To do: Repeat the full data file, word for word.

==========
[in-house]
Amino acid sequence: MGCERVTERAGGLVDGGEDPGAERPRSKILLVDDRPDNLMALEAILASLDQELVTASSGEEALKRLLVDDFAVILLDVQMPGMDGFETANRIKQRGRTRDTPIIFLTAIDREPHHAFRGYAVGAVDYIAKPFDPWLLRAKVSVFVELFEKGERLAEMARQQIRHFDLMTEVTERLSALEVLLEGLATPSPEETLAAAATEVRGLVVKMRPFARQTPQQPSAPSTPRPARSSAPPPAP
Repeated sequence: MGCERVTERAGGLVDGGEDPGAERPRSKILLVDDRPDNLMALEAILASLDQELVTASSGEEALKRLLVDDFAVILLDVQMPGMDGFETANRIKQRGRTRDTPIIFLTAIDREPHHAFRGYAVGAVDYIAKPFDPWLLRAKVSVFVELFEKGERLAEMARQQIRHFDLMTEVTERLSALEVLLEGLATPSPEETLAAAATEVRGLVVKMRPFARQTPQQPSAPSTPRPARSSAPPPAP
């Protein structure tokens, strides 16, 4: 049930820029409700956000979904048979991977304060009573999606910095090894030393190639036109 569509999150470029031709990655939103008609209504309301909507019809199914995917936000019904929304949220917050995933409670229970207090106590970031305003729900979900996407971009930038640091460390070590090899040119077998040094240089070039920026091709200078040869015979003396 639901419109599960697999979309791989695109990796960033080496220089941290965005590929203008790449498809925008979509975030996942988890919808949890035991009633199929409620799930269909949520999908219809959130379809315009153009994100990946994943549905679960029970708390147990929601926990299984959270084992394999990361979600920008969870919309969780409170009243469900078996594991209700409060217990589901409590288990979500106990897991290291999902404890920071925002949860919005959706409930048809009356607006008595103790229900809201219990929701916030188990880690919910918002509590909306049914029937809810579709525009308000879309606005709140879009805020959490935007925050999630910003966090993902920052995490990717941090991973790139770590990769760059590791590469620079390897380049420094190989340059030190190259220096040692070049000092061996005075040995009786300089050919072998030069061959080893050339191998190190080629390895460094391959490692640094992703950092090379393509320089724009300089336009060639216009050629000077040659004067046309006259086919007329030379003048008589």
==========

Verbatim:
[in-house]
Amino acid sequence: MGCERVTERAGGLVDGGEDPGAERPRSKILLVDDRPDNLMALEAILASLDQELVTASSGEEALKRLLVDDFAVILLDVQMPGMDGFETANRIKQRGRTRDTPIIFLTAIDREPHHAFRGYAVGAVDYIAKPFDPWLLRAKVSVFVELFEKGERLAEMARQQIRHFDLMTEVTERLSALEVLLEGLATPSPEETLAAAATEVRGLVVKMRPFARQTPQQPSAPSTPRPARSSAPPPAP
Repeated sequence: MGCERVTERAGGLVDGGEDPGAERPRSKILLVDDRPDNLMALEAILASLDQELVTASSGEEALKRLLVDDFAVILLDVQMPGMDGFETANRIKQRGRTRDTPIIFLTAIDREPHHAFRGYAVGAVDYIAKPFDPWLLRAKVSVFVELFEKGERLAEMARQQIRHFDLMTEVTERLSALEVLLEGLATPSPEETLAAAATEVRGLVVKMRPFARQTPQQPSAPSTPRPARSSAPPPAP
């Protein structure tokens, strides 16, 4: 049930820029409700956000979904048979991977304060009573999606910095090894030393190639036109 569509999150470029031709990655939103008609209504309301909507019809199914995917936000019904929304949220917050995933409670229970207090106590970031305003729900979900996407971009930038640091460390070590090899040119077998040094240089070039920026091709200078040869015979003396 639901419109599960697999979309791989695109990796960033080496220089941290965005590929203008790449498809925008979509975030996942988890919808949890035991009633199929409620799930269909949520999908219809959130379809315009153009994100990946994943549905679960029970708390147990929601926990299984959270084992394999990361979600920008969870919309969780409170009243469900078996594991209700409060217990589901409590288990979500106990897991290291999902404890920071925002949860919005959706409930048809009356607006008595103790229900809201219990929701916030188990880690919910918002509590909306049914029937809810579709525009308000879309606005709140879009805020959490935007925050999630910003966090993902920052995490990717941090991973790139770590990769760059590791590469620079390897380049420094190989340059030190190259220096040692070049000092061996005075040995009786300089050919072998030069061959080893050339191998190190080629390895460094391959490692640094992703950092090379393509320089724009300089336009060639216009050629000077040659004067046309006259086919007329030379003048008589």